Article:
Gold Stocks Are Extremely Undervalued

NEW YORK (TheStreet) -- One of my investment themes for 2013 is that the gold bubble of 2011 has popped, and would not re-inflate this week. The eight gold mining stocks that I have been tracking set new multi-year lows on Monday, and one has been upgraded to buy from hold this morning.

On March 5 I wrote, Multi-Year Lows Tarnish Gold Stocks where I mentioned that gold mining stocks were trading below their 200-week simple moving averages with Comex Gold futures still above its 200-week SMA. At that time gold had been above its 200-week since February 2002. That changed during the week of April 20 with gold falling below its 200-week SMA. Gold is now extremely oversold on its weekly chart profile.

As gold moved lower gold stocks were gradually downgraded to hold. On March 5, two of the eight gold miners had strong buy ratings, three had buy ratings and three had hold ratings. The last of the buy ratings ended on June 4. These downgrades as share prices moved lower were warnings to avoid gold and gold mining stocks.

In today's table of stocks, all eight are extremely undervalued by 40.3% to 66.6%. All eight stocks are down significantly over the last 12 months by 37.8% to 65.2%. The projected gains and losses for the next 12 months range from down 3.7% to up 6.6%. Six gold mining stocks have single-digit price-to-earnings ratios. All are significantly below their 200-day simple moving averages, so technically there is some upside on a reversion to the mean.

Reading the Table

OV/UN Valued: Stocks with a red number are undervalued by this percentage. Those with a black number are overvalued by that percentage according to ValuEngine.

VE Rating: A "1-engine" rating is a strong sell, a "2-engine" rating is a sell, a "3-engine" rating is a hold, a "4-engine" rating is a buy and a "5-engine" rating is a strong buy.

Last 12-Month Return (%): Stocks with a red number declined by that percentage over the last 12 months. Stocks with a black number increased by that percentage.

Forecast 1-Year Return: Stocks with a red number are projected to decline by that percentage over the next 12 months. Stocks with a black number in the table are projected to move higher by that percentage over the next 12 months.

Value Level: Price at which to enter a GTC limit order to buy on weakness. The letters mean; W-weekly, M-monthly, Q-quarterly, S-semiannual and A-annual.

Pivot: A level between a value level and risky level that should be a magnet during the time frame noted.

Risky Level: Price at which to enter a GTC limit order to sell on strength.

Barrick Gold ( ABX) ($16.57 vs. $28.65 on March 5) set a 52-week low at $15.71 on Monday. My monthly pivot is $16.81 with a weekly risky level at $19.95.

Agnico Eagle ( AEM) ($26.14 vs. $39.19 on March 5) set a 52-week low at $25.41 on Monday. My quarterly pivot is $26.81 with a weekly risky level at $28.20.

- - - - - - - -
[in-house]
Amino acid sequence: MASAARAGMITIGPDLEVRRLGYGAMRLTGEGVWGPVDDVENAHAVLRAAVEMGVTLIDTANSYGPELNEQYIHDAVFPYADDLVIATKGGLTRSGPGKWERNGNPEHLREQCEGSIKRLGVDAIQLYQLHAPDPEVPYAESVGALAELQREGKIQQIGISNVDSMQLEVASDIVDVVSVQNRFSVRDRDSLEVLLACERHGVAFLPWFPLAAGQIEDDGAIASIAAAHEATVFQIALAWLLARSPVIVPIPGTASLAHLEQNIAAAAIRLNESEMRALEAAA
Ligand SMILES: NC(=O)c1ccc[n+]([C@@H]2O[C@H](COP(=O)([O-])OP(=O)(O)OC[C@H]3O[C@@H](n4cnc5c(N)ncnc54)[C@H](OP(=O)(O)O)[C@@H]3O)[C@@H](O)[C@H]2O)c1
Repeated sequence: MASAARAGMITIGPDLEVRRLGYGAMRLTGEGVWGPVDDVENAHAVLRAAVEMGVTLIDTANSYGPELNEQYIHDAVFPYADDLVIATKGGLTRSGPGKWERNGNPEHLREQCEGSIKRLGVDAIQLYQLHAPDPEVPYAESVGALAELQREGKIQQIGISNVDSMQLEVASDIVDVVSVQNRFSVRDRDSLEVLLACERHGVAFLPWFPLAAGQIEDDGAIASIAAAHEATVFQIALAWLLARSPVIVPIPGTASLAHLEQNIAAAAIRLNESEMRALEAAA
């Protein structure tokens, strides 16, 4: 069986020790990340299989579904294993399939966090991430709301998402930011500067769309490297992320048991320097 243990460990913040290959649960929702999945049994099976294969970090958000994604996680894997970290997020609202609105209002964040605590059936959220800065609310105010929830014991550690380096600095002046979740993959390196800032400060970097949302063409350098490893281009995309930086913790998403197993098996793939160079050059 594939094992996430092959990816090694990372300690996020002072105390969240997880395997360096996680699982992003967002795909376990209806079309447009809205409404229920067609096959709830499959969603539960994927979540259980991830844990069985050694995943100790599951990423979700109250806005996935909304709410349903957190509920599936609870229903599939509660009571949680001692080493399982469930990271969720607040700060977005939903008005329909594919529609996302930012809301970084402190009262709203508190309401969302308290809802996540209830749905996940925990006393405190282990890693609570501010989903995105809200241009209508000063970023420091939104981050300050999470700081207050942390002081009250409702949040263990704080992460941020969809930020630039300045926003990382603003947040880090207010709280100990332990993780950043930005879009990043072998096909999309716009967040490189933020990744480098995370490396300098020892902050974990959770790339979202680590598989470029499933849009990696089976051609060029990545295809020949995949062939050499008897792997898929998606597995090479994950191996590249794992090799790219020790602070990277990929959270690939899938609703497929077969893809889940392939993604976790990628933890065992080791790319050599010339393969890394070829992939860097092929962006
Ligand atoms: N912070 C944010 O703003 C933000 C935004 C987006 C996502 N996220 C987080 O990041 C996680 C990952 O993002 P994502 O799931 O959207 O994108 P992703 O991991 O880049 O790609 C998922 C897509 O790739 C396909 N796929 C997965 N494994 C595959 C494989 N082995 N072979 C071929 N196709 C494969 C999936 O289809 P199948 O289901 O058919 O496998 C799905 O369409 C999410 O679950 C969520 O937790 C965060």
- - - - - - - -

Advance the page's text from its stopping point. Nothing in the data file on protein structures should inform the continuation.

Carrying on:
Anglogold ( AU) ($14.05 vs. $23.41 on March 5) set a 52-week low at $13.99 on Monday. My weekly pivot is $15.36 with a monthly risky level at $15.60.

Gold Fields ( GFI) ($5.11 vs. $8.05 on March 5) set a 52-week high at $5.08 on Monday. My weekly value level is $4.88 with a monthly pivot at $5.94 and quarterly risky level at $7.59.

Goldcorp ( GG) ($23.58 vs. $32.03 on March 5) set a 52-week low at $23.12 on Monday. My monthly value level is $22.99 with a weekly risky level at $25.80.

IAMGold ( IAG) ($4.10 vs. $6.15 on March 5) set a 52-week low at $4.08 on Monday. My quarterly risky level is $4.90.

Kinross Gold ( KGC) ($4.87 vs. $7.53 on March 5) set a 52-week low at $4.83 on Monday. My quarterly pivot is $5.52 with a weekly risky level at $5.72. This is the gold mining stock that has been upgraded to buy from hold this morning. Kinross was trading at $6.48 when it was downgraded to hold on June 4. At $4.87 the stock fell another 24.8% before being upgraded this morning.

Newmont Mining ( NEM) ($29.02 vs. $88.66 on May 8) set its 52-week low at $28.29 on Monday. My monthly value level is $27.14 with a weekly risky level at $31.06.

At the time of publication the author held no positions in any of the stocks mentioned.

This article is commentary by an independent contributor, separate from TheStreet's regular news coverage.

Richard Suttmeier has an engineering degree from Georgia Tech and a master of science from Brooklyn Poly. He began his career in the financial services industry in 1972 trading U.S. Treasury securities in the primary dealer community. In 1981 he formed the Government Bond Department at LF Rothschild and helped establish that firm as a primary dealer in 1986. Richard began writing market research in 1984 and held positions as market strategist at firms such as Smith Barney, William R Hough, Joseph Stevens, and Rightside Advisors. He joined www.ValuEngine.com in 2008 producing newsletters covering the U.S. capital markets, and a universe of more than 7,000 stocks. Richard employs a "buy and trade" investment strategy and can be reached at RSuttmeier@Gmail.com.

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